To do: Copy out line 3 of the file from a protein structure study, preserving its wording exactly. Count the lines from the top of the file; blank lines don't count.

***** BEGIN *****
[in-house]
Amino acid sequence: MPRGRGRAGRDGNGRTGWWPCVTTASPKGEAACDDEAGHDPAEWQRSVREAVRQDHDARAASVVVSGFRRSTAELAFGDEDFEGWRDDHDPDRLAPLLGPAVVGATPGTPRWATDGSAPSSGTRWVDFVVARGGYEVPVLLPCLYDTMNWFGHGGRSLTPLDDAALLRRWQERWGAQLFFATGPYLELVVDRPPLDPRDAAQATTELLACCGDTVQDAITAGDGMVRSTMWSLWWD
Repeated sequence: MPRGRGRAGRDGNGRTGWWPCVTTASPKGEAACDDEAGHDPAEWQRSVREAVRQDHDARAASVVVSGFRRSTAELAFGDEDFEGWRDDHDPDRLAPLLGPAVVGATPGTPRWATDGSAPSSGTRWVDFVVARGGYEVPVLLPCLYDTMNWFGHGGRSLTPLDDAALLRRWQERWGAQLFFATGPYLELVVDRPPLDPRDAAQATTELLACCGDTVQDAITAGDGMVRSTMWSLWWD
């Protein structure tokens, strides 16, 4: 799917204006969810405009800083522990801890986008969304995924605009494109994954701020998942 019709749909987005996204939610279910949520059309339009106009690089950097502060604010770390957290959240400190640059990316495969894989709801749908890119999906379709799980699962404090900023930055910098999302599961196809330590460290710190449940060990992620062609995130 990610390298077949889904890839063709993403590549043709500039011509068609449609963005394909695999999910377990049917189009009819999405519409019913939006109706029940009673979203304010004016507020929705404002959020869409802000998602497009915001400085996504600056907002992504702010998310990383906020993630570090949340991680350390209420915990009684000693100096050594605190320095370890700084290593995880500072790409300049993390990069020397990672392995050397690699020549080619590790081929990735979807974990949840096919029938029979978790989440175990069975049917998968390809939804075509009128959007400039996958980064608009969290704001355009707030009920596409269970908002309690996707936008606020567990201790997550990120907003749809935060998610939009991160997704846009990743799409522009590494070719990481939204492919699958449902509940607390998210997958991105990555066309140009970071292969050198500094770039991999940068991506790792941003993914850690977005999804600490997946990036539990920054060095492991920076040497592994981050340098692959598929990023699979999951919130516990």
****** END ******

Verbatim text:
Repeated sequence: MPRGRGRAGRDGNGRTGWWPCVTTASPKGEAACDDEAGHDPAEWQRSVREAVRQDHDARAASVVVSGFRRSTAELAFGDEDFEGWRDDHDPDRLAPLLGPAVVGATPGTPRWATDGSAPSSGTRWVDFVVARGGYEVPVLLPCLYDTMNWFGHGGRSLTPLDDAALLRRWQERWGAQLFFATGPYLELVVDRPPLDPRDAAQATTELLACCGDTVQDAITAGDGMVRSTMWSLWWD